I would like to draw the attention to a nice web-resource, Dictionary of Art Historians, which is a growing biographical dictionary of Historic Scholars, Museum Professionals and Academic Historians of Art, with many entries of interest for our readers.
As an example, here is an extract from the entry for Kurt Weitzmann, the giant on manuscript illumination:
"In 1932 he married fellow Goldschmidt student Josepha Fielder (b. 1904). Although not Jewish himself, his association with Goldschmidt, a Jew, and his refusal to join the Nazi party in order to teach as a Dozent at the University mandated his leaving Germany. He left Berlin for Princeton University in 1935, where he remained the rest of his life teaching and writing. His wife followed in 1938. At Princeton, he was a permanent member of the Institute for Advanced Study, initially engaged in preparing a corpus of illustrated manuscripts of the Septuagint with Charles Rufus Morey (q.v.) and Albert M. Friend, Jr., (q.v.). In 1938 he began his long association with Dumbarton Oaks, Harvard’s research center for Byzantine studies, presenting the paper, “Principals of Byzantine Book Illumination,” even before the center was fully established. In 1945, he succeeded Morey as professor in the department of art history. He and Friend conducted a manuscript seminar until Weitzmann’s retirement. His most influential book, Illustrations in Roll and Codex, a distillation of his principles of manuscript interpretation, appeared in 1947 (later revised and reissued in 1970). He held visiting positions at Yale (1954-55). In 1956 he began his long research association with the Monastery of St. Catherine on Mt. Sinai. On his first visit he examined and photographed 2,000 manuscripts. Subsequent visits were sponsored by the Alexandria-Michigan-Princeton Expedition directed by George Forsyth (q.v.). In 1960 he was visiting professor at Alexandria University. Weitzmann presented a manuscript seminar at the Universität Bonn in 1962. Together with Ernst Kitzinger (q.v.) he organized the 1965 Dumbarton Oaks conference on Byzantine contribution to the art of the West of the twelfth and thirteenth centuries. Named emeritus in the department in 1972, he relinquished his Institute appointment, to be a visiting scholar at Dumbarton Oaks, 1972-1974. In 1977, Weitzmann organized an exhibition and symposium (with Margaret Frazer) at the Metropolitan Museum of Art, entitled, “The Age of Spirituality.” The show recapped Weitzmann’s originality in looking at the range of early medieval objects which both showed the unity of the objects and the adoption of pagan images into new meanings. In 1990 his St. Catherine’s Monastery research began to appear in book form. The first, published in collaboration with George Galvaris, was The Illuminated Manuscripts. . ."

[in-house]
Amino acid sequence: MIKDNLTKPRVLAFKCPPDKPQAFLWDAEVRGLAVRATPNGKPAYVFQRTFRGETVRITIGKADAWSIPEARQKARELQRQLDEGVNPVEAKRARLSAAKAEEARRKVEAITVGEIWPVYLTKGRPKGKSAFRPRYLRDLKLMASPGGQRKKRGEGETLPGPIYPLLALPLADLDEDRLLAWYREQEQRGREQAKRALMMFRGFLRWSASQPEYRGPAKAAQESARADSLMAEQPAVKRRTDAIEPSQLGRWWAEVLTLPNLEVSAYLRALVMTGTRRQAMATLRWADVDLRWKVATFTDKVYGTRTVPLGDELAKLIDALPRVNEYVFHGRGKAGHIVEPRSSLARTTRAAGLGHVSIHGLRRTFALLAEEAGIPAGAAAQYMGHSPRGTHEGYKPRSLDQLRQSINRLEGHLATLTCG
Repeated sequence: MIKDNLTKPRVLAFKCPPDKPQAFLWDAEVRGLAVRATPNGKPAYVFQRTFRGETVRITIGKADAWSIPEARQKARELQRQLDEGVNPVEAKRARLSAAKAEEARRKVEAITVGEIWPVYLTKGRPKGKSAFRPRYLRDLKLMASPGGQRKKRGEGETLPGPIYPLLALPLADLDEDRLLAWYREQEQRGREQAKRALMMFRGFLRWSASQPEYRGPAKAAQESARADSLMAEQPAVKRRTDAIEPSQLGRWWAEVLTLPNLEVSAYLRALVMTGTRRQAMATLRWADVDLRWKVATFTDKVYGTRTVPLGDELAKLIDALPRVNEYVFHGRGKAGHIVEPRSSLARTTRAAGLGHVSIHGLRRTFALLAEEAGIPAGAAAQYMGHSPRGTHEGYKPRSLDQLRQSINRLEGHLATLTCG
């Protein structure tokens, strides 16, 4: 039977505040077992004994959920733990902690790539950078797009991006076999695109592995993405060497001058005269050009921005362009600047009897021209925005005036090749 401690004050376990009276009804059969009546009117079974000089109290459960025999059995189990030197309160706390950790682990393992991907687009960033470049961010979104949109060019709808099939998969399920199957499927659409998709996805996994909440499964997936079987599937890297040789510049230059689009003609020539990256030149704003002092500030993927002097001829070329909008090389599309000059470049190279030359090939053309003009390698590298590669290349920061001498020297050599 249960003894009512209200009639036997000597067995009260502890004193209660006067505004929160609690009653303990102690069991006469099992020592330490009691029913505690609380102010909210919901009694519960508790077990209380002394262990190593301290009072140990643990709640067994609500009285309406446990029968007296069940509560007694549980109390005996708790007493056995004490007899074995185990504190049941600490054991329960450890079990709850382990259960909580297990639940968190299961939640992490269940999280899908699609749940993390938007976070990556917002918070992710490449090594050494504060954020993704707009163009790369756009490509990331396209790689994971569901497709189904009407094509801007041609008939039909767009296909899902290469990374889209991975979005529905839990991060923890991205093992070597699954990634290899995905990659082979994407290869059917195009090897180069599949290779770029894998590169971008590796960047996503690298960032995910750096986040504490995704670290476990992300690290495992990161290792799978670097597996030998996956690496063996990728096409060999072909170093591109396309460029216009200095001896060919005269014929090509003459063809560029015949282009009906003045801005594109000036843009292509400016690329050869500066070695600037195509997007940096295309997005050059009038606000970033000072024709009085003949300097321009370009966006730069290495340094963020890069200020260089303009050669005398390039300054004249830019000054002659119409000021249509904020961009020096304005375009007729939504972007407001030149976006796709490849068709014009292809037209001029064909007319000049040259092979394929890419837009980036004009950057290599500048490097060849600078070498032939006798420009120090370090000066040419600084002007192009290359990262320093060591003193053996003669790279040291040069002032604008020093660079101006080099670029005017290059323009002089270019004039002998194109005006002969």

Read the whole entry here.
I just wonder what it would have been like to be a student at Princeton some decades ago, going from one seminar with Weitzmann to the next with Metzger . . .